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Thursday, 7 July 2011

I spent most of yesterday on the computer. I had a lot of correspondence to catch up on, mostly in pursuit of contacts in publishing and media who might be interested in hearing about my time in the Sandhills. It’s not easy from this distance, and I am not optimistic. However, I had cheering news from Mike Pannett, with whom I write the police memoirs. He’s off to the three-day Yorkshire Show, armed with 1300 copies of Book 5, due out on the 21st. He will sell them all, I am sure. He’s one of those guys who will not take ‘no’ for an answer.

When I’d had enough of hustling I started sorting out over a hundred photographs from various sources for the Old Jules Trail website and composing text to go with them. It was far more complicated than it ought to have been. I’d numbered the sequence that A & I took, fed them into the table she’d constructed, but then had to dig around in several other collections – mostly for pictures of the same sites, but taken when the sun was shining. There were the ones from the trip I made with Chainsaw Phil, and several more from last year, all of which meant that the number sequence went out the window. And when the dust had settled I realised that Monday’s shot, down by Smith Lake, was the wrong one. I’ll sort that out Friday, on my way to Chadron. Everything else is on its way to Phil, with the text, and we’ll see what he can do.

All of that meant that I only got out a couple of times all day. In the morning I put in an hour mowing the grass and spraying against insects; in the afternoon I went up on the hill to call A., and to watch the progress of some very dark clouds. The radio was warning of severe thunderstorms and I was fretting about my vegetables, still in recovery. My luck held: we had some lightning and thunder, the temperature dropped twenty degrees, and it rained heavily for half an hour or so but, mercifully, no damage – although I suspect that my insecticide was washed away, to judge from the number of bugs that swarmed around me just now when I went to check on things.

Up at the ranch things seem fairly quiet just now. Matt has got the rest of his hay crop cut, baled and stacked, and yesterday the 130 acres under the center pivot was being sprayed with herbicide by a guy from the farm co-op. As soon as the remains of that crop are killed off they’ll be sowing the millet - by the 'no-till' method.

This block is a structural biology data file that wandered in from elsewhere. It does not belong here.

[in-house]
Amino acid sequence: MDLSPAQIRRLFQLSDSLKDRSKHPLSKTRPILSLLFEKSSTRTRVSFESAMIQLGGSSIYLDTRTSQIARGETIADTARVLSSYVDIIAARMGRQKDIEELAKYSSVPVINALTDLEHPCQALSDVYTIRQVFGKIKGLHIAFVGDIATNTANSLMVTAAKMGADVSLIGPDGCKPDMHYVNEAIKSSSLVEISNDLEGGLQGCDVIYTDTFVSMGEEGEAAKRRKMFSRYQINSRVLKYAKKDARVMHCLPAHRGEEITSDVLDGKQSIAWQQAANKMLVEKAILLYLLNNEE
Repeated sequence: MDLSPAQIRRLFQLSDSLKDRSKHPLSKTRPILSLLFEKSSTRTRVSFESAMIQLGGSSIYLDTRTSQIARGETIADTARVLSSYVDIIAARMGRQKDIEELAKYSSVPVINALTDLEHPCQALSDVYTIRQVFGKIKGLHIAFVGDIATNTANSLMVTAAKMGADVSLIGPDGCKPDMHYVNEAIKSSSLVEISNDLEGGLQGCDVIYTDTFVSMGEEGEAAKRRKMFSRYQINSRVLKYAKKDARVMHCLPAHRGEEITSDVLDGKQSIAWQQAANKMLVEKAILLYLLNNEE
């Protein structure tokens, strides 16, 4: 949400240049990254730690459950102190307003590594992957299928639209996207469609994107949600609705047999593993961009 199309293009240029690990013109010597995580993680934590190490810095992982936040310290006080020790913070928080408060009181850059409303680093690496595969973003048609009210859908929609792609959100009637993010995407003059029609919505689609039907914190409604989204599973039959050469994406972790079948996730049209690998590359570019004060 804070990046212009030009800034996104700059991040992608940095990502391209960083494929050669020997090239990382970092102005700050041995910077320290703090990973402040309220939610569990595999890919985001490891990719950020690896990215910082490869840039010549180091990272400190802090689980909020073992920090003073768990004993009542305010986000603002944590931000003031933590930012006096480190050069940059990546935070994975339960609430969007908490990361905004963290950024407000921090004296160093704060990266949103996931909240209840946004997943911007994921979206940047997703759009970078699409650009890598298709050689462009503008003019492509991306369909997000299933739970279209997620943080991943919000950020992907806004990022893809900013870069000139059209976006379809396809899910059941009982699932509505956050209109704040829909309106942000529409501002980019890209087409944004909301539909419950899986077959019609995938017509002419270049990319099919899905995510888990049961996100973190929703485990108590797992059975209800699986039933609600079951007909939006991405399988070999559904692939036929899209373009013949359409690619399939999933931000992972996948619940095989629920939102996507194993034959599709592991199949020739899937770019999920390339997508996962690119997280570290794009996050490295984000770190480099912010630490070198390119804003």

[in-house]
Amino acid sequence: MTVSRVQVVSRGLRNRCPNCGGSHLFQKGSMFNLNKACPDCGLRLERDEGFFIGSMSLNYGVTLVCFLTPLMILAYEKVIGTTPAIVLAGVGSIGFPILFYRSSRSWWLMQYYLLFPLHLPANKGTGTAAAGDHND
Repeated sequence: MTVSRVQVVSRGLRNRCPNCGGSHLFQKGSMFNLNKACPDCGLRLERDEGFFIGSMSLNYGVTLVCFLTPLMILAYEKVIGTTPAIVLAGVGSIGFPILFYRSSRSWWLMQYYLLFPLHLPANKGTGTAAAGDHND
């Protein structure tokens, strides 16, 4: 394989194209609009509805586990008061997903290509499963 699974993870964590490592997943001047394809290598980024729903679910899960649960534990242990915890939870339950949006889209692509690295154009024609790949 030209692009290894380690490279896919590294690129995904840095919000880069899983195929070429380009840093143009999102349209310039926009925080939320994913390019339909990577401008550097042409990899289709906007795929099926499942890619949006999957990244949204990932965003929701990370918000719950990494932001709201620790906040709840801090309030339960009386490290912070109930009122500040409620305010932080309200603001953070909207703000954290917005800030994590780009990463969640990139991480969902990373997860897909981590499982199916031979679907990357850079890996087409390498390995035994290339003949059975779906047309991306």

turning the hay
When I was going through the pictures yesterday I came across a few loose ends. I generally keep these daily entries down to about 800 words, which means that I often have to cut out what I consider interesting material. A few days ago – it must have been longer, because A. was still with me – I came across a patch of buffalo grass whose roots were exposed.

This grass is very short, but very tough. The root system, which is wiry and tangled, goes deep, holding the soil together and resisting erosion.  Its value to the early settlers was as a building material for the sod-house. It’s referred to in the early literature, and in Sandoz, as ‘nigger-wool sod’.

And now I want to get something off my chest that’s been bugging me since we were in that ‘little house on the prairie’ at Red Cloud. We knew there was no cooking facility there, other than a microwave oven, and we knew, as we drove south, that we were going to arrive some time after nine. So we called in at a store along the way and bought a large can of soup. I beg your pardon, broth. Look at it: wholesome, hearty, chunky. Fair makes your mouth water, doesn’t it? And note how healthy it is: no fat, no MSG, lots of vegetables.

I’ve commented before on the language difficulties we Brits face in the USA. I well remember my late father-in-law asking a gal in a California tennis-club if she’d like a quick knock-up (our phrase for a pre-game warm-up session). How we laughed. But here I am, a guy who’s visited these shores fifteen times, has lived a year in New Mexico, three months in Florida, and has a degree in American literature and history, baffled by a word like ‘broth’. To me, to our whole nation, broth is a thick, chunky soup with meat and root vegetables. We rarely use the word without adding an adjective like ‘hearty’ or ‘nourishing’. We offer it to invalids, or to frozen hikers. We know what we’re in for, and we generally cut a large slab of brown bread to dip into it.

Starving hungry, drooling over the picture of all that pasta and celery, we opened the can and poured out its contents.

When the dust had settled on our disappointment, and after we’d cussed a great deal and agreed that if they meant ‘chicken stock’ they should’ve said so on the danged label, we dunked some stale bread in it, chewed on some unappetising cheese that had been sweating in the back of the car all day, and composed angry letters to the manufacturers. And of course, next day, after a decent breakfast, we laughed and forgot about it. Till the pictures turned up yesterday.  Later, if I remember, I shall look up ‘broth’ in an online dictionary. I fear I will be made to feel ignorant.

P.S. I forgot to mention the track up to the top of the hill, which Kitty’s father was re-grading. I came down it on Tuesday night – very carefully - and yesterday I got back up it. It’s a bumpy old ride, and the sand is still soft – but that car bent to the task and got me up there. Perhaps yesterday’s rain will have settled it down a bit. I shall find out shortly

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